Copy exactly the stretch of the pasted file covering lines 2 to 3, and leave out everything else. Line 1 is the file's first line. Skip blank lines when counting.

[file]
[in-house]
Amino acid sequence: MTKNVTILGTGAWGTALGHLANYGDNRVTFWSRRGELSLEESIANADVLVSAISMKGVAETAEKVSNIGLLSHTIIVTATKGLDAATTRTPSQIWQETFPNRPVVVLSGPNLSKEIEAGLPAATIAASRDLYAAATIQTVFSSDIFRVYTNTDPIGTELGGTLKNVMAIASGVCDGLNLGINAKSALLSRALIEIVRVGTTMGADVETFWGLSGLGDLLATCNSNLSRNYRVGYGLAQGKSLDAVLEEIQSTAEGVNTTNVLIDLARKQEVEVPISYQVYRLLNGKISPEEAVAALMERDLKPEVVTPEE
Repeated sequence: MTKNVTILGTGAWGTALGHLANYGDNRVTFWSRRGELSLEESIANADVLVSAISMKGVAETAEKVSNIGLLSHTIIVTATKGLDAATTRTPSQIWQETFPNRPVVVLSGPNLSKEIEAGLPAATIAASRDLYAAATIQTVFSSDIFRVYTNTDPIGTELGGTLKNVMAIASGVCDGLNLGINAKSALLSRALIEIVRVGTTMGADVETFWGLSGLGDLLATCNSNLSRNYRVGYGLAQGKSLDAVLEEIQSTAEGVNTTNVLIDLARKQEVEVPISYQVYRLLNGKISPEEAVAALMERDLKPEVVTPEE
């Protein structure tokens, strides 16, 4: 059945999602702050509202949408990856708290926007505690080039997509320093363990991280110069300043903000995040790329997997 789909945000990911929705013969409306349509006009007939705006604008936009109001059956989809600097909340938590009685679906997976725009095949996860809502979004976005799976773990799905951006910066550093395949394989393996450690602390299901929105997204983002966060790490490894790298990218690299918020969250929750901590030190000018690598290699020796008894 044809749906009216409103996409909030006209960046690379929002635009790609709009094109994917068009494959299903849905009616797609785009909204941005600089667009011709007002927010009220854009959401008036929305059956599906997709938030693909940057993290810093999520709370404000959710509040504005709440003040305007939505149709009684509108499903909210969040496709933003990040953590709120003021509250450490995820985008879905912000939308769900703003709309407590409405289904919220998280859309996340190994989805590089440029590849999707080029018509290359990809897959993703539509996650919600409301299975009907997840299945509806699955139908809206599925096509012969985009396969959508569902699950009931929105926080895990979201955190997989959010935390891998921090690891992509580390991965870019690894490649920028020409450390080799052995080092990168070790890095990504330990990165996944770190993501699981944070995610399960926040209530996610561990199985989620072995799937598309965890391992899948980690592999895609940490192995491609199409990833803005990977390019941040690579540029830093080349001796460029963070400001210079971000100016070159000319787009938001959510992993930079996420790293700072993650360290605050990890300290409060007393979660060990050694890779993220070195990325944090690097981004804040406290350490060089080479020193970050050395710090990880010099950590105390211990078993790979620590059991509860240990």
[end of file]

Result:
Amino acid sequence: MTKNVTILGTGAWGTALGHLANYGDNRVTFWSRRGELSLEESIANADVLVSAISMKGVAETAEKVSNIGLLSHTIIVTATKGLDAATTRTPSQIWQETFPNRPVVVLSGPNLSKEIEAGLPAATIAASRDLYAAATIQTVFSSDIFRVYTNTDPIGTELGGTLKNVMAIASGVCDGLNLGINAKSALLSRALIEIVRVGTTMGADVETFWGLSGLGDLLATCNSNLSRNYRVGYGLAQGKSLDAVLEEIQSTAEGVNTTNVLIDLARKQEVEVPISYQVYRLLNGKISPEEAVAALMERDLKPEVVTPEE
Repeated sequence: MTKNVTILGTGAWGTALGHLANYGDNRVTFWSRRGELSLEESIANADVLVSAISMKGVAETAEKVSNIGLLSHTIIVTATKGLDAATTRTPSQIWQETFPNRPVVVLSGPNLSKEIEAGLPAATIAASRDLYAAATIQTVFSSDIFRVYTNTDPIGTELGGTLKNVMAIASGVCDGLNLGINAKSALLSRALIEIVRVGTTMGADVETFWGLSGLGDLLATCNSNLSRNYRVGYGLAQGKSLDAVLEEIQSTAEGVNTTNVLIDLARKQEVEVPISYQVYRLLNGKISPEEAVAALMERDLKPEVVTPEE